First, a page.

Via Alex Tabarrok at Marginal Revolution – OK, who am I fooling, via LinkedIn when it said that schools I’d attended were highly ranked – LinkedIn has put out university rankings based on career outcomes. They’ve done this in eight fields: accounting professionals, designers, finance professionals, investment bankers, marketers, media professionals, software developers, and software developers at startups. Here’s the blog post by Navneet Kapur this explains the rankings. Essentially, employer A is assumed to be more attractive than employer B if more people leave jobs at B to go to A than vice versa, and employers with less employee turnover are assumed to be more attractive. A school performs better on these rankings if its students work for better employers.
This is basically revealed preference ranking for employers, although LinkedIn hasn’t made public the rankings of employers, only the rankings of schools. Some years ago there was a revealed preference ranking for schools1 that was based on admissions data – school X is better than school Y if people who were admitted to both choose one over the other. It would be interesting to see a comparable ranking for employers, although that would be a much harder statistical problem. If I get into school X and school Y, the offers are roughly comparable; if I get job offers from employer A and employer B, the offers may not be. In addition, since general employment doesn’t have some centralized calendar, multiple offers are less likely – I would guess that most people in job searches in most fields take the first “good enough” offer that comes.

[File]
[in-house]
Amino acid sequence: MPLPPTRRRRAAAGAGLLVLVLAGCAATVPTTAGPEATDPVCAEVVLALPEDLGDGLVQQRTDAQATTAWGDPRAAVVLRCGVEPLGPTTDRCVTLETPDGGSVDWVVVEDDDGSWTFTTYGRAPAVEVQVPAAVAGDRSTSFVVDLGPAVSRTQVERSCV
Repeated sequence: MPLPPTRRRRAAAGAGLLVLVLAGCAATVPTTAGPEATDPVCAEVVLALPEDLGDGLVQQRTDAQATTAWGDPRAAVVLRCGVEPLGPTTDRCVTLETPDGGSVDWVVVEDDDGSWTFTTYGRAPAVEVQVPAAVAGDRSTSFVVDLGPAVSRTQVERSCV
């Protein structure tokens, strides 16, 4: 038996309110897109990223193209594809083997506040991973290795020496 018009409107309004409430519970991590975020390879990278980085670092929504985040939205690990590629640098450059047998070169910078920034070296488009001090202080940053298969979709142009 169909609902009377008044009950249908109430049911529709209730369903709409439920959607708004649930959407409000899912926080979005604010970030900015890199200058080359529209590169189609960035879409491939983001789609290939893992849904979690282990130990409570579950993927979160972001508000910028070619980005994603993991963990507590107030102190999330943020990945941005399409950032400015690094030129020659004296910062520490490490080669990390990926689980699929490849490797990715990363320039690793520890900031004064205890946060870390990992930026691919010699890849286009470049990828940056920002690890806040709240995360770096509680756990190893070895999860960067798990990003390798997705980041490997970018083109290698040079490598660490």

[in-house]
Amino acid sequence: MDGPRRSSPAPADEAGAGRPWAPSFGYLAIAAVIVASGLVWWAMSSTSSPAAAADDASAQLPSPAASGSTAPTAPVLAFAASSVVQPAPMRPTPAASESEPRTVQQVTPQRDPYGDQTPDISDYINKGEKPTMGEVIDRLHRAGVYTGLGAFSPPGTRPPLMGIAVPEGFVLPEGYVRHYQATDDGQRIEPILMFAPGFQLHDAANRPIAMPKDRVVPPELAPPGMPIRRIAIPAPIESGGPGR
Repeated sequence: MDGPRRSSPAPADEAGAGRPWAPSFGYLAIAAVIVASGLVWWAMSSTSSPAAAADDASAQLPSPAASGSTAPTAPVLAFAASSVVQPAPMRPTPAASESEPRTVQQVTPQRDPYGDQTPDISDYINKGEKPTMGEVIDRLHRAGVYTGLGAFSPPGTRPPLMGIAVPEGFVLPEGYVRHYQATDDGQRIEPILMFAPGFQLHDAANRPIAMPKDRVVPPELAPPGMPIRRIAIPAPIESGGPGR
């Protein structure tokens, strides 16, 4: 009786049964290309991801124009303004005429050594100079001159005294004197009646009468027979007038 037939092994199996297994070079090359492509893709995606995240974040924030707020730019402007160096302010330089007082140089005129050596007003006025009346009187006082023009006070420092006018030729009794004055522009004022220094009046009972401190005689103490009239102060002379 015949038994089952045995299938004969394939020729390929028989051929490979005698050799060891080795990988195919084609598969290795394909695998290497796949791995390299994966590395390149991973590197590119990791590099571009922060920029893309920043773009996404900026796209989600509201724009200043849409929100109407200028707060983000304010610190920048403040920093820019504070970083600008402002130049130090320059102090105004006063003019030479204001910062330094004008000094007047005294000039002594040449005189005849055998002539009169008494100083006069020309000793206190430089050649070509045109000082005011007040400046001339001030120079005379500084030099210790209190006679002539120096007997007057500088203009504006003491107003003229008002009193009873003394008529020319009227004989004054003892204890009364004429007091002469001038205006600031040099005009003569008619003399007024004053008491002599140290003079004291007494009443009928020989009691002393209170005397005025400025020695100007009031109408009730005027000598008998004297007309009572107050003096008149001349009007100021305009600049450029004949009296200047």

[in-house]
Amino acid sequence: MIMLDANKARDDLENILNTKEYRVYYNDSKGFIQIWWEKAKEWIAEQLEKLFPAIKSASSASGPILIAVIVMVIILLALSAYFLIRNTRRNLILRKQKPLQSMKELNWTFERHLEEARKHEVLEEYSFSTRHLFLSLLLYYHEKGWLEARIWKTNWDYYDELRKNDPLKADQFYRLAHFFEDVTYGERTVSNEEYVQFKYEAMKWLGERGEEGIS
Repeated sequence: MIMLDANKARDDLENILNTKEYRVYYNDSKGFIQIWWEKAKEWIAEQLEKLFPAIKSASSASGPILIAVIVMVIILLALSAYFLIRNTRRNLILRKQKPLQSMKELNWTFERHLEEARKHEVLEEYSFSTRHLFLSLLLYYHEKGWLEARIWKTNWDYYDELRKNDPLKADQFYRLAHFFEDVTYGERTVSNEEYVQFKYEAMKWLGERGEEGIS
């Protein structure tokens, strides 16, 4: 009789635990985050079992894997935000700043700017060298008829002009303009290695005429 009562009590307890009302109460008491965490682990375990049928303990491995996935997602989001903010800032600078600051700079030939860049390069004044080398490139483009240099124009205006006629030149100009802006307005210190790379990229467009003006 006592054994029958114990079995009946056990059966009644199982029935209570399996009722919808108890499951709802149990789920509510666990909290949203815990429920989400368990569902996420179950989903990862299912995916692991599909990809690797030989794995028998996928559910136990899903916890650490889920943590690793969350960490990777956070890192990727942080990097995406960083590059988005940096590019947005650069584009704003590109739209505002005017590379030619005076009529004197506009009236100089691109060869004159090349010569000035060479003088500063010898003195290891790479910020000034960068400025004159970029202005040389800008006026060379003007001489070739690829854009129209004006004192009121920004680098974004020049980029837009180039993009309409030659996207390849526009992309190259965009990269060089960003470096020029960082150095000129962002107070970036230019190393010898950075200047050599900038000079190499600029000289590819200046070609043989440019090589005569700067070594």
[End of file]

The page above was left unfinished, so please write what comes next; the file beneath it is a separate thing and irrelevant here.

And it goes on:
One idea that I’ve thought about on and off for a while — although it hasn’t crossed my mind nearly as frequently since leaving academia — is if one could construct a ranking of graduate departments in a field by exploiting the fact that such departments are both educators and employers. A good academic department is one where the students end up working in good departments. Of course this is deeply academia-centric, and one would want to take into account where students who leave academia after their PhD end up as well. But if we ignore that and only look at the tip of the iceberg, it wouldn’t be too hard to put together the data set, at least in a field like mathematics – university web sites have lists of faculty, and the mathematics genealogy project can give where they graduated from.
1. Christopher N. Avery & Mark E. Glickman & Caroline M. Hoxby & Andrew Metrick, 2013. “A Revealed Preference Ranking of U.S. Colleges and Universities,” The Quarterly Journal of Economics, Oxford University Press, vol. 128(1), pages 425-467.